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Use this Lost City trek packing list to prepare you for the 45 km-long jungle-bound journey to the mountain-top archaeological site.
Colombia’s best trek is no walk in the park. The Lost City trek in Colombia charts a route through the rugged and isolated jungle terrain of the high coastal Sierra Nevada mountains to reach the 1,400-year-old ancestral site of the indigenous Tayrona people.
While you won’t have to contend with the bitter cold and thin air of high altitude, you will face heat and downpours in the dense, muddy bush that’s just as unforgiving.
This is a back-to-basics four-day trek – here’s how to best prepare for it.
- Packing Preparation for Jungle Trekking
- Full Lost City Trek Packing List
- Ready to Reach Cuidad Perdida?
Packing Preparation for Jungle Trekking
Choosing a decent daypack
Minimalism is the aim, as you will carry your backpack the entire time. This includes carrying a weighty one or two litres of water every trekking day alongside your entire kit for the four days.
A 20 or 30-litre daypack is better if it has various compartments so you can separate your things and get to more essential items like mosquito spray and water quickly.
Make sure it fits well and has straps that can be tightened and bucked to distribute weight and prevent injury.
Strength training for bag weight
You have to train for weeks before the trek to build stamina for the hours trudging through jungle terrain, but with no porters on this trek, you also need to train to carry the weight of a full bag for hours while on the move.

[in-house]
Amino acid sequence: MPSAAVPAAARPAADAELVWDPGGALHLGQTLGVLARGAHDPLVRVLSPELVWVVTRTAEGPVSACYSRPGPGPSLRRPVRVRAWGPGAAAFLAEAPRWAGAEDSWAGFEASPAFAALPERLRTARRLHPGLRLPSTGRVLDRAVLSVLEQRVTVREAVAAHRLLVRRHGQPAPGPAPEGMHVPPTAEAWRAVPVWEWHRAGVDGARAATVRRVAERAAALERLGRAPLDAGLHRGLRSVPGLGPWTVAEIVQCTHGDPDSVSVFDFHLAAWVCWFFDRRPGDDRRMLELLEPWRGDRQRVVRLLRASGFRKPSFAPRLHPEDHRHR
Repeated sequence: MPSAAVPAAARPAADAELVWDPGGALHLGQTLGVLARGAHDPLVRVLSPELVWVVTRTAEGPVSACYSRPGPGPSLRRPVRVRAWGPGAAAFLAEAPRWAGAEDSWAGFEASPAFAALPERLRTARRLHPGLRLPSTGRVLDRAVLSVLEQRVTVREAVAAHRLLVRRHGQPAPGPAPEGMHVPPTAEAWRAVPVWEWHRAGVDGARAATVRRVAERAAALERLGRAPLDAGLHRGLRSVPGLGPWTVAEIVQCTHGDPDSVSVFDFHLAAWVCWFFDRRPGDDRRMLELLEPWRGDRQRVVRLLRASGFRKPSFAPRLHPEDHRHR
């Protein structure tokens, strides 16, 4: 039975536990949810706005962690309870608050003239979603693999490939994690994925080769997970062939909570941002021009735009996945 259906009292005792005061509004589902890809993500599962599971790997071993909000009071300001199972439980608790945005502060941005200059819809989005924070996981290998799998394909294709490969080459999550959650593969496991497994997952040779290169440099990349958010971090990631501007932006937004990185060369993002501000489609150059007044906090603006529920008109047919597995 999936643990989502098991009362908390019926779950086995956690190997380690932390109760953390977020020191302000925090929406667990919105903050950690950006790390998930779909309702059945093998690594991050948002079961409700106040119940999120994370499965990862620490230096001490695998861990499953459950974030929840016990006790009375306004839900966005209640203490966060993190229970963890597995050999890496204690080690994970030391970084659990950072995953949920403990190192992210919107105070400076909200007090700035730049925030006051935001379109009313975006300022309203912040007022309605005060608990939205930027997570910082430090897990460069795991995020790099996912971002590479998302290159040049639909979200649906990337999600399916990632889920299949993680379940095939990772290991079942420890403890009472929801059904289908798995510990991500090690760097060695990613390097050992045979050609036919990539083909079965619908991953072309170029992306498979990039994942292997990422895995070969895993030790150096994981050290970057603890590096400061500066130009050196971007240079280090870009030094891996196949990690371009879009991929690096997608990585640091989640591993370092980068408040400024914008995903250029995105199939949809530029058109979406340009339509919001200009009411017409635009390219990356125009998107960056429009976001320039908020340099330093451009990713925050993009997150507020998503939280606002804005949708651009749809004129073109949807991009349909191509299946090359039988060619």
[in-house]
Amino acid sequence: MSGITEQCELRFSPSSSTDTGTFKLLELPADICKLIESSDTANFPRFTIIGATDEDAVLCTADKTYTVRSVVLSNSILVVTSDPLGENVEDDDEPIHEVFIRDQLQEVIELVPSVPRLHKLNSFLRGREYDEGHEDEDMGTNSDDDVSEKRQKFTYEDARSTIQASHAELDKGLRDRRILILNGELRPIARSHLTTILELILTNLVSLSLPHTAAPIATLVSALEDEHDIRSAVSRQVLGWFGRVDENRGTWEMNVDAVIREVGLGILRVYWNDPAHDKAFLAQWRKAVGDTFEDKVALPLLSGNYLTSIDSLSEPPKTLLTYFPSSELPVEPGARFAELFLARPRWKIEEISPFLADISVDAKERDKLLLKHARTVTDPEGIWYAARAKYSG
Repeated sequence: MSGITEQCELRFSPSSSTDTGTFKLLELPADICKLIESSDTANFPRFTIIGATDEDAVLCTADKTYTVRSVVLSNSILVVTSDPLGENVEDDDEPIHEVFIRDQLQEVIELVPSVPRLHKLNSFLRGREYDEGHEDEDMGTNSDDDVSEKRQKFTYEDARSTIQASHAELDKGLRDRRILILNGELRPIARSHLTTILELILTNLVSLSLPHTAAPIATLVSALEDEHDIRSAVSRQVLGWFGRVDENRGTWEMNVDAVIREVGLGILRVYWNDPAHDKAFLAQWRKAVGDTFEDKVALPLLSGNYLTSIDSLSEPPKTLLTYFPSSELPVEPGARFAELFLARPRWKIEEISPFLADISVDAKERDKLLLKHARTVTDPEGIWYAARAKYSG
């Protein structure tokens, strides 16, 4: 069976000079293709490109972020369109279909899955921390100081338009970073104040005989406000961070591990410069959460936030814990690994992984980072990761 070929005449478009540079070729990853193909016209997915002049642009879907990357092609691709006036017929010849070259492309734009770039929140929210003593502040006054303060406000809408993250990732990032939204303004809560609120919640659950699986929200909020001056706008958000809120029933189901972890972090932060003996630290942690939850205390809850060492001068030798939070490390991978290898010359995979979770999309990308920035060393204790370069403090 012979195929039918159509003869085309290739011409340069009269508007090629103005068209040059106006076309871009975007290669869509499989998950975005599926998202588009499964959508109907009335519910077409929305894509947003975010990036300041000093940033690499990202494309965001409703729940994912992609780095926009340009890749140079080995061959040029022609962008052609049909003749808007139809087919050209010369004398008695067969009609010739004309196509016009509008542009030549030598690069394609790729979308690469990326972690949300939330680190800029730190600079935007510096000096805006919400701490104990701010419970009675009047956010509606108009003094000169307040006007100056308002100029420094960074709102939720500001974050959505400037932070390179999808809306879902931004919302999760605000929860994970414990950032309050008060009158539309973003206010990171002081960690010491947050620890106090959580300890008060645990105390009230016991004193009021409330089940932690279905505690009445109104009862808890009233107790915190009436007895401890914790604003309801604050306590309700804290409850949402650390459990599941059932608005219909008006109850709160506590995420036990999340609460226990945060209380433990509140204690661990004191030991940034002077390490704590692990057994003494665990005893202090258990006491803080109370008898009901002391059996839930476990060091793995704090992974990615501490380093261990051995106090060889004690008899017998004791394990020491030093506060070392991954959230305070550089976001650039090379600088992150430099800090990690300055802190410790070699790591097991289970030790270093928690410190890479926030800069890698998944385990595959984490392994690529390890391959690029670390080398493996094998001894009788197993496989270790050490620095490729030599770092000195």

By the end of the trek, there is a chance to share the cost of a horse to carry some load for you, but this is typically reserved for emergencies. Carrying your pack is your responsibility – if you overpack, it’s your burden.
Keeping dry in jungle humidity
The primary importance of the trek is to try to keep all your belongings dry; otherwise, you will just be uncomfortable, miserable and chilly. A dry bag is, therefore, an essential item. The chances of washing something at the end of the trek day and drying it by the morning are slim. Humidity even meant our dry clothes felt damp in the morning.
Full Lost City Trek Packing List
It’s not an exhaustive list, but it’s key to nailing the minimal packing essentials to cover you while you are off-grid for a few days.
Best Clothing for Lost City Trekking
Packing light while simultaneously knowing you will either sweat through your daily outfit or get wet and muddy is not the ideal combination. But it’s possible – mainly by not being too precious and knowing a shower awaits at the end of each day.
Here are the minimal clothing items to pack to cover you for the entirety of the Lost City hiking tour in demanding terrain while staying comfortable.
- Two moister-wicking t-shirts and one pair of trekking pants (quick-dry material is better). Often, people pack two tops, one pair of long pants and a pair of shorts. If you are prone to mosquito bites, ditch the shorts and stay covered.
- A light, waterproof jacket for potential late afternoon showers in the wet season. You don’t need a down jacket or a heavy Gore-Tex jacket, as you will be sweltering in jungle humidity.
- Good-fitting and broken-in trekking shoes are essential, especially when walking on steep uphill and downhill terrain. I’ve had my trekking shoes for a couple of years, so they are well-worn to prevent blisters and pain points.
- Flip flops or sandals to change into at camp at the end of the day and for use in the shower.
- Underwear, because you want something to feel clean! Enough to last as things do not dry very quickly overnight.
After Trek Wear and Evening
- Bikini/swim trunks. There are plenty of waterfalls and water spaces along the trek, which makes for a relaxing cool-down after a hard day of trekking.